Lifeguard helps save life of 7-year-old boy

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“Lifeguard helps save life of 7-year-old boy”

SMALL NORTHEASTERN TOWN: 07/03/2003 -

  • Name: [assistance-provider]
  • Age: 27
  • Hometown: [mid-sized east coast town]
  • Occupation: [assistance-provider] is the associate aquatic director at the [branch] YMCA.
  • Education: Graduate of [name] High School in [small nearby town]
  • Achievement: Along with lifeguard [rescuer] of [another small nearby town], played a critical role in saving 7-year-old [victim] of [another town] from drowning at the YMCA pool in [cited town] on June 21.

Fourteen children were playing in the pool as part of a birthday celebration. Several minutes into the party, [rescuer], 22, heard people screaming that someone was at the bottom of the pool. [rescuer] jumped in and found [victim] face- down at the bottom of the five-foot end. [rescuer] brought [victim] to the surface where [assistance-provider], an American Red Cross-certified lifeguard, took over. She placed him on his side and assisted, clearing his airway. Within minutes of being pulled out of the pool, [victim] began to spit out water and cry. [Cited town] first aid squad members and paramedics took the child to [name] Medical Center. He was released later that evening.

  • Quote: “As a mother of a 3-year-old, there was that maternal part of me that was so nervous, but I stayed calm. The whole staff did a great job of responding. When we called the hospital and found out he was not even staying overnight, I felt great.”
  • Advice to lifeguards: “Take it seriously. Think about the meaning of the word lifeguard because that's exactly what you are. A lot of people get a job as a lifeguard and they think all they have to do is lay out in the sun. It's so much more than that.”
  • Family: Brother, [name], 24; sister, [name], 32 and son, [name], 3.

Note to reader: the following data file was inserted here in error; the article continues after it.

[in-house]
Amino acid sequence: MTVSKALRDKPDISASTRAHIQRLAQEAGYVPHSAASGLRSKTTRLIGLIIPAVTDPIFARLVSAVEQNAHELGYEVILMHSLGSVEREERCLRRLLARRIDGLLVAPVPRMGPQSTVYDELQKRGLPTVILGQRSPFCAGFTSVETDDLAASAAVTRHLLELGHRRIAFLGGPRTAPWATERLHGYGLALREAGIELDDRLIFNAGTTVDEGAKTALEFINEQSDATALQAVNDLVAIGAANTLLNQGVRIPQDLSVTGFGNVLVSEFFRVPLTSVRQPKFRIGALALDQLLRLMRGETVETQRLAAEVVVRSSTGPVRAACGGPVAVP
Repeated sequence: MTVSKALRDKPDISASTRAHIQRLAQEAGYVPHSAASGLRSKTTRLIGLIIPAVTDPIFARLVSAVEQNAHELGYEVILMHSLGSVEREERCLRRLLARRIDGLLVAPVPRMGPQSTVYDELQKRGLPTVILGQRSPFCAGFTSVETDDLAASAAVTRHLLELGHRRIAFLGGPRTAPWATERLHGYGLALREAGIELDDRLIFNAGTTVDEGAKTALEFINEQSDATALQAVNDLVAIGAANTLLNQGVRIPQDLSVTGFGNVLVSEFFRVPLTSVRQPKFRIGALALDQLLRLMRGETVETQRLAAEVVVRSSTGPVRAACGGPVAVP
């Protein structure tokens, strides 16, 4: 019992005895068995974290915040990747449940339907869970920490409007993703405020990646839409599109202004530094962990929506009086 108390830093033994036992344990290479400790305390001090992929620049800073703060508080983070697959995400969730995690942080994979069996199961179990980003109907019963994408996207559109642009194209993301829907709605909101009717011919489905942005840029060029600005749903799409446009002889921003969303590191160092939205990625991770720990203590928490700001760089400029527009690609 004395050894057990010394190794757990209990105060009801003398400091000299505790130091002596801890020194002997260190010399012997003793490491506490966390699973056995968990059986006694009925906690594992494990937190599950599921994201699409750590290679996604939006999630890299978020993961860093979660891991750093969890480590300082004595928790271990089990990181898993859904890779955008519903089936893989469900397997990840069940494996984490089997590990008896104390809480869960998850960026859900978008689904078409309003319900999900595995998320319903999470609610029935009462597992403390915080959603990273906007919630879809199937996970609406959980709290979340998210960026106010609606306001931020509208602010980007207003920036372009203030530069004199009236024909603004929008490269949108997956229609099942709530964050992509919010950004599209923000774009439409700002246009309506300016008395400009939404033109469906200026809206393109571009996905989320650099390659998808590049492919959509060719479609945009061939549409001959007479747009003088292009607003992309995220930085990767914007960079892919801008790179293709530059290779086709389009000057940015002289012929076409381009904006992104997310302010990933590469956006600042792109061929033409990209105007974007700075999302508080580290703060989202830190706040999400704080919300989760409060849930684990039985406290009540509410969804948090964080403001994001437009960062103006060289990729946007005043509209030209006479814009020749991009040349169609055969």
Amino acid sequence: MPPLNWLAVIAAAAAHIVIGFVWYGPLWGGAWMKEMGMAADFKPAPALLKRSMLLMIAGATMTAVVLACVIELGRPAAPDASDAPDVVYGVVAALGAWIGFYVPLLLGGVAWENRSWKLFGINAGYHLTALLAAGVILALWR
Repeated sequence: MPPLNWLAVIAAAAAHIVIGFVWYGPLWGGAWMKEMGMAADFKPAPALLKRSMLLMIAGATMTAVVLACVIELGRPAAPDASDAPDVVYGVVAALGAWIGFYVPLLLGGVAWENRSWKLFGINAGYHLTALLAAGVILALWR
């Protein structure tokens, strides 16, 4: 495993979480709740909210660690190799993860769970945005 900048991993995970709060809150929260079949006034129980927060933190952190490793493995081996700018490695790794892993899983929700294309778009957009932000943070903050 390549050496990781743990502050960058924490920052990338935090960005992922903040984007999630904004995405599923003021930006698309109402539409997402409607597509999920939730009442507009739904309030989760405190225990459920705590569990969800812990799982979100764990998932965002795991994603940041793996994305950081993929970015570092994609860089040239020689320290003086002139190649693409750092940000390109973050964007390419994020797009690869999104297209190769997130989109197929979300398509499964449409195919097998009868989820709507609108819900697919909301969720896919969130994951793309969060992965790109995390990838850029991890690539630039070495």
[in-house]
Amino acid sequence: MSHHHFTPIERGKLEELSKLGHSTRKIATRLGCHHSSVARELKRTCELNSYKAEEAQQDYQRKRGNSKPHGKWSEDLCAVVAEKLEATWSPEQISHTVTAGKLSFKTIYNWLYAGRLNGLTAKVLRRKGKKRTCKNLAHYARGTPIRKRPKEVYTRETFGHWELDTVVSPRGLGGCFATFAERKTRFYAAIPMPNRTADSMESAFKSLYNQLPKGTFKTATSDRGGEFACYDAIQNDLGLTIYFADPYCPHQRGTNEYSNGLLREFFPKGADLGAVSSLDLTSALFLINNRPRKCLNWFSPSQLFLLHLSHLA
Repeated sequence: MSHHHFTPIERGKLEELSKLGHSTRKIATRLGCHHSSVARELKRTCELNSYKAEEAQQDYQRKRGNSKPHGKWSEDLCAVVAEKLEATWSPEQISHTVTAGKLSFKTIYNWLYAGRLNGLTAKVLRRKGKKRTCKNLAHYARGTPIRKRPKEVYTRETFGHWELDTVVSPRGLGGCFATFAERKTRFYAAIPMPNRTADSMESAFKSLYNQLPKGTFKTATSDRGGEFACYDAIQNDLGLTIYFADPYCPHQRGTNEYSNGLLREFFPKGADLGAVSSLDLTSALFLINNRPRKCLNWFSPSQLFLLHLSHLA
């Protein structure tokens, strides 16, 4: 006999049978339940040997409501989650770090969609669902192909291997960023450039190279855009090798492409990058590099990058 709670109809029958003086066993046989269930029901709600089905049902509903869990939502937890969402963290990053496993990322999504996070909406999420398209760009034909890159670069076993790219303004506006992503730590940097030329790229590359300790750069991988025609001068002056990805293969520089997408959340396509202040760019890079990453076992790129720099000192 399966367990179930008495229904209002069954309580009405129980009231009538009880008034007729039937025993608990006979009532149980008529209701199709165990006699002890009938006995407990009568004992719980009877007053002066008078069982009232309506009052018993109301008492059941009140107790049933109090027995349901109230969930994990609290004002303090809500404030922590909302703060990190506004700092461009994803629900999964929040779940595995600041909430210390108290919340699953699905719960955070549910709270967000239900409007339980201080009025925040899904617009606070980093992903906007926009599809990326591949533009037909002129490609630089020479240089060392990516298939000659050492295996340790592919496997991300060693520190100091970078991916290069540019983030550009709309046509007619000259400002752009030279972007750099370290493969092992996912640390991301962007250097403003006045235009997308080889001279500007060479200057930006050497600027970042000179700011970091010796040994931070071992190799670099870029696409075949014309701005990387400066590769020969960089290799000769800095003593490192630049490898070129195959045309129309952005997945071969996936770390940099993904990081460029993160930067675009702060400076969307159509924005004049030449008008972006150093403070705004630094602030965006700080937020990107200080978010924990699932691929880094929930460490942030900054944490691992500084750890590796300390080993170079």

• Hobbies: [assistance-provider], who studied film at Rutgers, is an avid movie watcher.
  • Favorite flick: “The Stuff,” a 1985 horror movie.
  • Favorite TV Show: “The Simpsons”
  • Favorite band: Junky Good, a local band her boyfriend plays in.
  • Wheels: 1996 Toyota Camry
  • Favorite vacation: During her sophomore year in college, [assistance-giver] took a month long road trip across the country with a friend. The trip took her all the way to California. “It was the most fun I've ever had.”
  • Fantasy vacation: Italy
  • Dream job: Filmmaker

What we know:

  • The good news…
    • the rescuer retrieved the victim from the bottom of the pool
    • the assistance-provider revived the victim
    • the child’s life was saved…
  • the bad news…
    • the child was not noticed to be in trouble by a lifeguard during normal scanning activities
    • what brought the child to the lifeguard’s attention was not scanning, but the screams of several other swimmers
    • the child was already face down on the bottom of the pool before anyone saw him

What we don’t know:

  • whether the safety line dividing the deep portion of the pool from the shallow portion was in place
  • whether the child who nearly drowned was qualified to be in the deep part of the pool (i.e., whether he could swim)
  • whether the lifeguards had swim-tested him (and the other children) to determine whether they had any business in the deep end of the pool or not
  • what type of assistance was provided to the victim… just clearing his airway, or assisted breathing, or actual CPR… whatever the case, the assistance was effectual

What must be remembered:

  • special events, like birthday parties, have an unusually high correlation with aquatic tragedy
    • consistently test and mark every swimmer… these groups normally include children with whom your guards are not familiar. Then protect non-swimmers by restricting them to shallow water and ensuring that they are actively supervised within arms reach of an adult or in a life jacket.
    • rigorously enforce swimmer / non-swimmer area restrictions… peer pressure may be on them to be with their friends, not to follow rules about skill levels
    • be even more alert than ever… as all kids in the water, their attention is on fun, not safety; the difference is they may not be as experienced in the water as your normal swimmers
  • the words of the newly-initiated life-saver… “Take it seriously. Think about the meaning of the word lifeguard because that's exactly what you are. A lot of people get a job as a lifeguard and they think all they have to do is lay out in the sun. It's so much more than that.”

Please call us at 800-463-8546 to discuss this or any other risk management safety tip, or visit our web site at www.redwoodsgroup.com to learn more about JCC risk management issues.

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